WASHINGTON - Citizens Bank of Maryland is asking the U.S. Supreme Court to decide how far the industry can go to ensure that bankrupt customers pay off their loans.

The bank, in a Feb. 6 petition, said it should have the right to prevent bankrupt borrowers from withdrawing funds from checking and savings accounts.

The U.S. Court of Appeals for the Fourth Circuit ruled last year that Citizens had erred when it froze part of a customer's account to cover the balance outstanding on a car loan.

The bank asked the high court to review the Fourth Circuit's decision, saying that other federal appeals and trial courts have agreed that banks can freeze customer accounts.

Banking attorneys said they believe the justices, who hear fewer than 2% of the appeals filed, will accept this petition because of the split among the lower courts.

American Bankers Association deputy general counsel Michael Crotty said the trade association formally voted Feb. 8 to support Citizens in its fight. The association will file a friend of the court brief during the coming few months, he said.

"We think this is going to be pretty important," Mr. Crotty said.

Citizens attorney Jefferson V. Wright said all bankers should care about this case. "As a practical matter, the problem which the banks are faced with is that, once the funds are withdrawn, the horse is out of the barn, and it is unlikely that the funds will be retrieved by the bank," he said.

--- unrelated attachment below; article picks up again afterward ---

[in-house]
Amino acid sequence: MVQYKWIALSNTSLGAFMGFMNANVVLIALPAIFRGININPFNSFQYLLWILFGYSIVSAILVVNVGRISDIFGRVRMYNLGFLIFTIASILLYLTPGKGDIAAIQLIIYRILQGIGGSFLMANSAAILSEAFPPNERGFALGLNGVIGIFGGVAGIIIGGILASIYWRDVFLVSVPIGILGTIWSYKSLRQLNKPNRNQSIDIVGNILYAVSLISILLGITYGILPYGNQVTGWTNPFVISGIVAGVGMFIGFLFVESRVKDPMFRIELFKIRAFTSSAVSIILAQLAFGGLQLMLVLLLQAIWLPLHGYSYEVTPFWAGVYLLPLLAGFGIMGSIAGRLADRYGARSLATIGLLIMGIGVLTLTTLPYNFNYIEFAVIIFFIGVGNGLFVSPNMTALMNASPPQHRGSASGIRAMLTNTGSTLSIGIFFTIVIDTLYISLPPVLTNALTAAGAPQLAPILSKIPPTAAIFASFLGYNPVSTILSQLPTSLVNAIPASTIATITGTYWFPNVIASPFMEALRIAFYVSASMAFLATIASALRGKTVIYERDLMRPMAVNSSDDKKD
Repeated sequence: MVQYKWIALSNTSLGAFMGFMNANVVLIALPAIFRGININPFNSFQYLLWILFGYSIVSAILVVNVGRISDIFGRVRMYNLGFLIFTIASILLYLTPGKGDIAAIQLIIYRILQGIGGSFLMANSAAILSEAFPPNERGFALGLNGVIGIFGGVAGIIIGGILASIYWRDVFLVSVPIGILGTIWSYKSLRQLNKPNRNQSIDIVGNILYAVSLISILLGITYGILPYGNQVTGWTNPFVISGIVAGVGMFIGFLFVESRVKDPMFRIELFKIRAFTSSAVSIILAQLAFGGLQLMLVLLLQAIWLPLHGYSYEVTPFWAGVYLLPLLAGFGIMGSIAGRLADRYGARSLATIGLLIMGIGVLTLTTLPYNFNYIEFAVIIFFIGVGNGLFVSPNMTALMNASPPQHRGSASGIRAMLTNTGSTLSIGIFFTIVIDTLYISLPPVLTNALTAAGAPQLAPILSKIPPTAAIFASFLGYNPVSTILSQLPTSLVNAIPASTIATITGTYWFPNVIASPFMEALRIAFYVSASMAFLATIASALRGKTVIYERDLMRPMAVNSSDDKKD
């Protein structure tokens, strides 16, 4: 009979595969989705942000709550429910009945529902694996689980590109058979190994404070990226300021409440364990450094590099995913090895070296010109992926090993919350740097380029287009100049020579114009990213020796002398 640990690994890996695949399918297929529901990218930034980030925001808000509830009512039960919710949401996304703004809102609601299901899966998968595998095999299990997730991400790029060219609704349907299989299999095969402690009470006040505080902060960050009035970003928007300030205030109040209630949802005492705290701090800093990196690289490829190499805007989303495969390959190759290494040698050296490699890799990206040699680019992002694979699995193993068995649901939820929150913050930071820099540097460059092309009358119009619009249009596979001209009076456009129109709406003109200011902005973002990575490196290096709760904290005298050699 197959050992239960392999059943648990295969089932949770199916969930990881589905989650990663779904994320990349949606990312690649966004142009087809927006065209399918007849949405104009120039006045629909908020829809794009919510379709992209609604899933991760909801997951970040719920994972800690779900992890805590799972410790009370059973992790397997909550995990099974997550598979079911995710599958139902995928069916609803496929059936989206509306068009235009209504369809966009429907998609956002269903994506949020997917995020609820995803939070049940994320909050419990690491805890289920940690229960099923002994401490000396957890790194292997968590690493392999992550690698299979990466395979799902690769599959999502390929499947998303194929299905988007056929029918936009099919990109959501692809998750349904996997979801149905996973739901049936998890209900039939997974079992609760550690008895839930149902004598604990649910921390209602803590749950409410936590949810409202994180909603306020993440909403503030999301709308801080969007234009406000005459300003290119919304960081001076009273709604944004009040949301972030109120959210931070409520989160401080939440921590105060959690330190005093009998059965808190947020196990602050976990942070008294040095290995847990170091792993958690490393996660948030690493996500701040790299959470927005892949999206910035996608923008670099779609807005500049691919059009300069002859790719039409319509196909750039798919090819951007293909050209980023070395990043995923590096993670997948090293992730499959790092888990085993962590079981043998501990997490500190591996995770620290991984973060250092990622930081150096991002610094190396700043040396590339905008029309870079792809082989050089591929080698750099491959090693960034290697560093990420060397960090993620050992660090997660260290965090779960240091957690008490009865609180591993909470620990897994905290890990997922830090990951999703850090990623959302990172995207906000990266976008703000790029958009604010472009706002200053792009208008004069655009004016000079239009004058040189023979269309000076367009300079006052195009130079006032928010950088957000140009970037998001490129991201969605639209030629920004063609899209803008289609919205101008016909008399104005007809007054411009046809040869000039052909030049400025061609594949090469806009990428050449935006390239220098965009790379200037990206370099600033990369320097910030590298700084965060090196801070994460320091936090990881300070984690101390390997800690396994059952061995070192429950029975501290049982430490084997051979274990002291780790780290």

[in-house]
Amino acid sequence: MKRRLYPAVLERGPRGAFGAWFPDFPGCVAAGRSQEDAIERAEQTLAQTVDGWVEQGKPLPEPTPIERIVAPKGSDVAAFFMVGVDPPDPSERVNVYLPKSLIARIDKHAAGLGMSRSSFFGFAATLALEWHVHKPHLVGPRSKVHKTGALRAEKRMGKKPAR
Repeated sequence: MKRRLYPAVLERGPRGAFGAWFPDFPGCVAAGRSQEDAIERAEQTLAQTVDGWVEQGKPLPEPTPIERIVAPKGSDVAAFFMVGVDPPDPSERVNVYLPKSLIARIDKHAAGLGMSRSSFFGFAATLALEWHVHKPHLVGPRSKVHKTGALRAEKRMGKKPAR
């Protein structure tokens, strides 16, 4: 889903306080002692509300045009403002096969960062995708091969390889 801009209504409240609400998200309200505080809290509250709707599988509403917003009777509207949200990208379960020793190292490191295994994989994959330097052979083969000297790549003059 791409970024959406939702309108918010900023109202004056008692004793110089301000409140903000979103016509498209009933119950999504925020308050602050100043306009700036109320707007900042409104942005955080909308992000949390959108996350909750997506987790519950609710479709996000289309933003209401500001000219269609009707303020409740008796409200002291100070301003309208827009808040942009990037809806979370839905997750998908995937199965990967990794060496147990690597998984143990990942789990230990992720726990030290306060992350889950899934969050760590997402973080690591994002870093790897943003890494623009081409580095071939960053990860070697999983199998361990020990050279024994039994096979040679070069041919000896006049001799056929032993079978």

The case has endured a bumpy road to the high court. It began when David Strumpf filed for bankruptcy in January 1991. The filing protected him from his creditors, including the bank.

Citizens, however, asked the court in October 1991 for permission to seize $3,500 from an account to pay off Mr. Strumpf's car loan. At the same time, it froze $3,500 he held at the bank.

Mr. Strumpf challenged the freeze, saying it violated his protection from creditors. The bankruptcy court agreed, allowing Mr. Strumpf to withdraw all his money.

Citizens appealed to U.S. District Court in Baltimore, which overturned the bankruptcy court's ruling. The Fourth Circuit then overturned that decision, leading to the Supreme Court petition.

Citizens president Jeffrey R. Springer said the bank is pursuing this case to correct the law, not to recoup the money. "It is obvious that $3,500 is not something you would go to the Supreme Court over," he said.

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